Dual-Track Agile and Customer Feedback Loop with VP of Product at Pop Pays

This week Product School hosted Dalyn Ward, Vice President of Product at Pop Pays for an #AskMeAnything session. Dalyn discussed how and when to manage tech debt in order to scale your product. He also explained how at Pop Pays they operate using the dual-track agile methodology and count with a constant customer feedback loop through Pendo.io

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Meet Dalyn Ward

Dalyn Ward is the VP of Product at Popular Pays. He began his career as a media buyer and planner working at an agency in NYC. Then moved into technology-focused roles at digital consultancies like Huge and MCD Partners developing digital experiences for clients like Barneys, Under Armour and Discover Financial Services. At Pop Pays, he leads the product team and strategy.

What methods do you use to let go deadline fears?

In terms of prioritizing the hard work, I actually block time off on my calendar to make sure I have time dedicated to tasks that might otherwise get my attention. Often times the things that you are afraid to do require the most attention. So making that time is important.

How would you go about balancing a HUGE product backlog by client feedback, whilst having very limited development resources?

This is something we face every day. It comes down to prioritization for us. Ensuring that our roadmap is tied to concrete business goals – and our backlog follows that. We have a small engineering team and many customers. Making sure you are building for the right user and use case is important as well.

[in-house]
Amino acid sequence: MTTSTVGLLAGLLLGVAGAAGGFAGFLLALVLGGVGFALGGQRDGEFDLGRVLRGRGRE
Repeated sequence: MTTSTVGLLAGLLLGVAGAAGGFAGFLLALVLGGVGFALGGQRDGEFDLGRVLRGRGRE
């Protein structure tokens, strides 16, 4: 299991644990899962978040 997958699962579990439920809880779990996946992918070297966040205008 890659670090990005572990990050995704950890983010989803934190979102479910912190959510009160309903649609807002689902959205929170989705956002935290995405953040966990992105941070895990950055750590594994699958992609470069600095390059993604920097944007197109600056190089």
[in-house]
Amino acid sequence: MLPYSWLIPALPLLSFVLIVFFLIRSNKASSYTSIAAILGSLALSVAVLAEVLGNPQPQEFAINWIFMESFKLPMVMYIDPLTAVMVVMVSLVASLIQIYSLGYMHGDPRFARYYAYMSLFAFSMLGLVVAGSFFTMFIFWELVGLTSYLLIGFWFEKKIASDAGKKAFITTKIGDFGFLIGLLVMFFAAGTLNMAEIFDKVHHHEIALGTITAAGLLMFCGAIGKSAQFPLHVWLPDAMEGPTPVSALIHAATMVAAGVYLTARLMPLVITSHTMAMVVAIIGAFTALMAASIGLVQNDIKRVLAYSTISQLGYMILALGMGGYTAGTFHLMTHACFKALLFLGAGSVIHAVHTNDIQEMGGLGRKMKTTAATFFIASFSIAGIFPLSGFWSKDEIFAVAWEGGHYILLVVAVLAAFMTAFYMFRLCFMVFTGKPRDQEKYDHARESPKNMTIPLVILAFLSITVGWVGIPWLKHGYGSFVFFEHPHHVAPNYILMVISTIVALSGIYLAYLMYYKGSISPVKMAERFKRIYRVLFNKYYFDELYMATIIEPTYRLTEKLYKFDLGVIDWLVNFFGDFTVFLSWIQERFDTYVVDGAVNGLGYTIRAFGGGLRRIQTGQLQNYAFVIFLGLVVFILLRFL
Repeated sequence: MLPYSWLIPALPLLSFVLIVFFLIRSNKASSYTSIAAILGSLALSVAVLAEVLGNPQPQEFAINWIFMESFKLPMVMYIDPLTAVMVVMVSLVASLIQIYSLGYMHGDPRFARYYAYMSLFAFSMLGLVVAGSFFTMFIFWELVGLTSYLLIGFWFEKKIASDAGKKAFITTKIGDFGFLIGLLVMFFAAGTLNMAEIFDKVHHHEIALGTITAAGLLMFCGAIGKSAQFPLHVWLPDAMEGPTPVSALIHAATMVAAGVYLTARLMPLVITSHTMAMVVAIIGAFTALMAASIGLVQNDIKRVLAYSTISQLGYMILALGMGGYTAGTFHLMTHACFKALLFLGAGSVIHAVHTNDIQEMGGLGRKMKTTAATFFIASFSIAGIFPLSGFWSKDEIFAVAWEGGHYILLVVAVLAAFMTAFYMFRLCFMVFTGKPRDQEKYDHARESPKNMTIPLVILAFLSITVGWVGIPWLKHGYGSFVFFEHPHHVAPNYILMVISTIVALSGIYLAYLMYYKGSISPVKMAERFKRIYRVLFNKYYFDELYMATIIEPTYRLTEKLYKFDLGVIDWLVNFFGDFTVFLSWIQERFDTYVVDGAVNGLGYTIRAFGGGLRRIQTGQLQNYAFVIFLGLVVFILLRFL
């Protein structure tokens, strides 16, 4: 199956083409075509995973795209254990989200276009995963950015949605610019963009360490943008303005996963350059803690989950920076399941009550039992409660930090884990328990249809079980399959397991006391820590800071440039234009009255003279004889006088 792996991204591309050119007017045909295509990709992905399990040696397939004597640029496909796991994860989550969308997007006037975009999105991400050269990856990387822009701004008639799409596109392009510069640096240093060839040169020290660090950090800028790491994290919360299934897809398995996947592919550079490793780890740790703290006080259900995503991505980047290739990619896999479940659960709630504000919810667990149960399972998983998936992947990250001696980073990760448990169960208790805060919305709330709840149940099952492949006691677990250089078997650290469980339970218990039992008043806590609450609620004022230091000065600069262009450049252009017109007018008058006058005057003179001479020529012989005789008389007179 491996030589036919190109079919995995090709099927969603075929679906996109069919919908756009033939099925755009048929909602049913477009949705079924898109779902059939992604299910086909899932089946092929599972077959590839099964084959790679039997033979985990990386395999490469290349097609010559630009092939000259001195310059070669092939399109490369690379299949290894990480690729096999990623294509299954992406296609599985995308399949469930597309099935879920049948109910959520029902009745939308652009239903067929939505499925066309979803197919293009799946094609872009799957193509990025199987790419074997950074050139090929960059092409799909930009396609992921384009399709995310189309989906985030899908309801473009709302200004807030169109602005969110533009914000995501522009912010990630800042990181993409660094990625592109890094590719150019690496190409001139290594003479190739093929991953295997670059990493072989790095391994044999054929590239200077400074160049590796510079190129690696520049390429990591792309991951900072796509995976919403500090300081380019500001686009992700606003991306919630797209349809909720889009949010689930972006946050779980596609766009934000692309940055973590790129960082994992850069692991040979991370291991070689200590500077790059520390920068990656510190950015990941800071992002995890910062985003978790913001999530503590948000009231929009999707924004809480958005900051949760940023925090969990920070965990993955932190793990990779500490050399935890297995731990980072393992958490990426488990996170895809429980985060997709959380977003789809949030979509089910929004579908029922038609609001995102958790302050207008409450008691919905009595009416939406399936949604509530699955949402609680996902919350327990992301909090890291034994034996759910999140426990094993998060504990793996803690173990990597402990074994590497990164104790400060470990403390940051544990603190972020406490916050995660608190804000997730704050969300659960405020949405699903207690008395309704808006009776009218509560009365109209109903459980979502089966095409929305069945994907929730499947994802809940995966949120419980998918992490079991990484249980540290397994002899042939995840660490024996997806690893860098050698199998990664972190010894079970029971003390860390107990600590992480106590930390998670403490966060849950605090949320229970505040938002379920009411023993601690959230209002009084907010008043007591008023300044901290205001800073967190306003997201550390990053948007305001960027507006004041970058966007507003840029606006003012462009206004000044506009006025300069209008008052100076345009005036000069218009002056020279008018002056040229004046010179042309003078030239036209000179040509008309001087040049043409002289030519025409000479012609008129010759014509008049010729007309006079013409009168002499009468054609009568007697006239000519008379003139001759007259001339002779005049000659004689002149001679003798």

We actually score initiatives based on a variety of tactics to try and have data to back up how our backlog is prioritized.

You might also be interested in: How to use OKRs for roadmap prioritization and planning

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As a recent grad with no PM experience, what can I do to land a PM job and what sort of roles should I apply to?

I came to product late in my career, and for me, I was able to get into it because of subject matter expertise in marketing. I think applying for junior roles or product analyst roles are places to start. We just hired our newest PM, and she joined coming from a Product Analyst role.

Did you use OKRs for your product strategy?  How did you align teams from product vision to product strategy to product roadmap?

We do use OKRs, and our OKRs start from the top. So we define company goals, and then align our product OKRs to the company objectives, and take that down to an individual level.

You might also be interested in: The difference: OKRs vs KPIs

What is the best approach to contact a current PM and ask some questions about their role?

I have talked to a few people who have reached out to me on Linkedin. I have also sought advice from others through networking. I am constantly trying to learn more from other folks in the product space.

How do you handle tech debt in roadmap? Do you have to worry about it?

We do have a small engineering team, and tech debt always comes up. We tackle it in two ways:

  1. We bring tech debt into sprints. The tech debt is prioritized by product and engineering.
  2. We also have a tech debt backlog, and engineers often pick up smaller pieces between code review and other times when they have bandwidth available.

In the past, we tried to allocate 20% capacity in sprints for tech debt but it turned out to be an arbitrary rule and didn’t give us the results we hoped for.

I agree. We have, on occasion, dedicated an entire sprint to tech debt when there have been things we know need to be addressed. Often for us, the tech debt was slowing us down, so in order to scale, we needed to make the investment in it.

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How do you know when product development starts moving in the wrong direction?